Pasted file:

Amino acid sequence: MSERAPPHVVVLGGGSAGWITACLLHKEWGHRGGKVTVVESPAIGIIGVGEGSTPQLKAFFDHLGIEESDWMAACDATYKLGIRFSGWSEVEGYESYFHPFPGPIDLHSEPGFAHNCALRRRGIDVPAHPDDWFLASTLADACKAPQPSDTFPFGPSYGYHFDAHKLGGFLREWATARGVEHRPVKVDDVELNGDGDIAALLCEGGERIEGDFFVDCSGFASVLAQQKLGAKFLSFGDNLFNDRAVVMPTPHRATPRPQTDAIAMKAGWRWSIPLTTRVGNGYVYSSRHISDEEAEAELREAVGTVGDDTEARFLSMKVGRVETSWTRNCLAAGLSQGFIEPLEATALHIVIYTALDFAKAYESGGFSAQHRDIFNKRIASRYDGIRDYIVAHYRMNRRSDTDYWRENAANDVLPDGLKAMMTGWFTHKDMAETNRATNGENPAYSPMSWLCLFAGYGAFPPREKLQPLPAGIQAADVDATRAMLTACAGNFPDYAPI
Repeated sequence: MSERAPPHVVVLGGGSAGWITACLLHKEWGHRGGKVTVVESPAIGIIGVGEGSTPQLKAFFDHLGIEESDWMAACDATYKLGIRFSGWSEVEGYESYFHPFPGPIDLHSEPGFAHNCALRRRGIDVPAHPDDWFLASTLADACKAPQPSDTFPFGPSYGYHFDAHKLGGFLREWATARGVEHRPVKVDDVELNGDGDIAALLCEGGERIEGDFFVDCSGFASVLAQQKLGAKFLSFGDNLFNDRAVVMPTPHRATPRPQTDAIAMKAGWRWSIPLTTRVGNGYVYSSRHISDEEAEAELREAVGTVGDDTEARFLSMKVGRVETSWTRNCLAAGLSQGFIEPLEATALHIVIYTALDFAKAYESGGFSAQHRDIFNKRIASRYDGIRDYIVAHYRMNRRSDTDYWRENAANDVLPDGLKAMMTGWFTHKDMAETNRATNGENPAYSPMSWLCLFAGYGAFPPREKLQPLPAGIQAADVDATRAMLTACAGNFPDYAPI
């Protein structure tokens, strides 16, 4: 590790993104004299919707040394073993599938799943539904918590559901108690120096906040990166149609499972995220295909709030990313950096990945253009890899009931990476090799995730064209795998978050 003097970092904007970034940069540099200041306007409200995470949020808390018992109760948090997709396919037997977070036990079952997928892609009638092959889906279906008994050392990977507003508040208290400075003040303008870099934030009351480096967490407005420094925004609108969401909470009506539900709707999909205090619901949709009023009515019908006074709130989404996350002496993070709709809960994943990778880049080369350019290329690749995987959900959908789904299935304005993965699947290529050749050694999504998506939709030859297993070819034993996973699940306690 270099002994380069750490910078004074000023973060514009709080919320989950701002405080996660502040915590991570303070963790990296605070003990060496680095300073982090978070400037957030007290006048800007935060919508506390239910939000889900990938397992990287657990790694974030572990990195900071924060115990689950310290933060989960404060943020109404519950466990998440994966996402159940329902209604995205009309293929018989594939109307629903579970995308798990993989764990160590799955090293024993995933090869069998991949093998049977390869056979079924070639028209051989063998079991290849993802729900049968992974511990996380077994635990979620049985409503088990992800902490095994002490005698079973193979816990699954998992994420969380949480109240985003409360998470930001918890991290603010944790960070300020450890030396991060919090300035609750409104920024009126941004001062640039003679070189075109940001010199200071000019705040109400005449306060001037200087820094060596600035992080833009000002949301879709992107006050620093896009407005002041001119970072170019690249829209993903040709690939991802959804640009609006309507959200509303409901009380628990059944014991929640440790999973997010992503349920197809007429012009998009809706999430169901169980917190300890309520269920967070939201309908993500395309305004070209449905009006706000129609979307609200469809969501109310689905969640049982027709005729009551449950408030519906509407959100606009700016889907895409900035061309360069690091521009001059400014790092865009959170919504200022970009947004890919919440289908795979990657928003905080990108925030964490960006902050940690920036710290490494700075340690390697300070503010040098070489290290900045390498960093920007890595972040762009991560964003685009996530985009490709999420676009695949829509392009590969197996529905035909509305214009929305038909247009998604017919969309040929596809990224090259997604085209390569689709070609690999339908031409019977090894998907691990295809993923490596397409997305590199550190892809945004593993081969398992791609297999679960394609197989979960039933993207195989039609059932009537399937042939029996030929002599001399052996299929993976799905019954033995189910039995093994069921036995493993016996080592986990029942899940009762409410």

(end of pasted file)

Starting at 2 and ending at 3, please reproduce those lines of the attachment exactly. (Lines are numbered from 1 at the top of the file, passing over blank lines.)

Repeated sequence: MSERAPPHVVVLGGGSAGWITACLLHKEWGHRGGKVTVVESPAIGIIGVGEGSTPQLKAFFDHLGIEESDWMAACDATYKLGIRFSGWSEVEGYESYFHPFPGPIDLHSEPGFAHNCALRRRGIDVPAHPDDWFLASTLADACKAPQPSDTFPFGPSYGYHFDAHKLGGFLREWATARGVEHRPVKVDDVELNGDGDIAALLCEGGERIEGDFFVDCSGFASVLAQQKLGAKFLSFGDNLFNDRAVVMPTPHRATPRPQTDAIAMKAGWRWSIPLTTRVGNGYVYSSRHISDEEAEAELREAVGTVGDDTEARFLSMKVGRVETSWTRNCLAAGLSQGFIEPLEATALHIVIYTALDFAKAYESGGFSAQHRDIFNKRIASRYDGIRDYIVAHYRMNRRSDTDYWRENAANDVLPDGLKAMMTGWFTHKDMAETNRATNGENPAYSPMSWLCLFAGYGAFPPREKLQPLPAGIQAADVDATRAMLTACAGNFPDYAPI
């Protein structure tokens, strides 16, 4: 590790993104004299919707040394073993599938799943539904918590559901108690120096906040990166149609499972995220295909709030990313950096990945253009890899009931990476090799995730064209795998978050 003097970092904007970034940069540099200041306007409200995470949020808390018992109760948090997709396919037997977070036990079952997928892609009638092959889906279906008994050392990977507003508040208290400075003040303008870099934030009351480096967490407005420094925004609108969401909470009506539900709707999909205090619901949709009023009515019908006074709130989404996350002496993070709709809960994943990778880049080369350019290329690749995987959900959908789904299935304005993965699947290529050749050694999504998506939709030859297993070819034993996973699940306690 270099002994380069750490910078004074000023973060514009709080919320989950701002405080996660502040915590991570303070963790990296605070003990060496680095300073982090978070400037957030007290006048800007935060919508506390239910939000889900990938397992990287657990790694974030572990990195900071924060115990689950310290933060989960404060943020109404519950466990998440994966996402159940329902209604995205009309293929018989594939109307629903579970995308798990993989764990160590799955090293024993995933090869069998991949093998049977390869056979079924070639028209051989063998079991290849993802729900049968992974511990996380077994635990979620049985409503088990992800902490095994002490005698079973193979816990699954998992994420969380949480109240985003409360998470930001918890991290603010944790960070300020450890030396991060919090300035609750409104920024009126941004001062640039003679070189075109940001010199200071000019705040109400005449306060001037200087820094060596600035992080833009000002949301879709992107006050620093896009407005002041001119970072170019690249829209993903040709690939991802959804640009609006309507959200509303409901009380628990059944014991929640440790999973997010992503349920197809007429012009998009809706999430169901169980917190300890309520269920967070939201309908993500395309305004070209449905009006706000129609979307609200469809969501109310689905969640049982027709005729009551449950408030519906509407959100606009700016889907895409900035061309360069690091521009001059400014790092865009959170919504200022970009947004890919919440289908795979990657928003905080990108925030964490960006902050940690920036710290490494700075340690390697300070503010040098070489290290900045390498960093920007890595972040762009991560964003685009996530985009490709999420676009695949829509392009590969197996529905035909509305214009929305038909247009998604017919969309040929596809990224090259997604085209390569689709070609690999339908031409019977090894998907691990295809993923490596397409997305590199550190892809945004593993081969398992791609297999679960394609197989979960039933993207195989039609059932009537399937042939029996030929002599001399052996299929993976799905019954033995189910039995093994069921036995493993016996080592986990029942899940009762409410």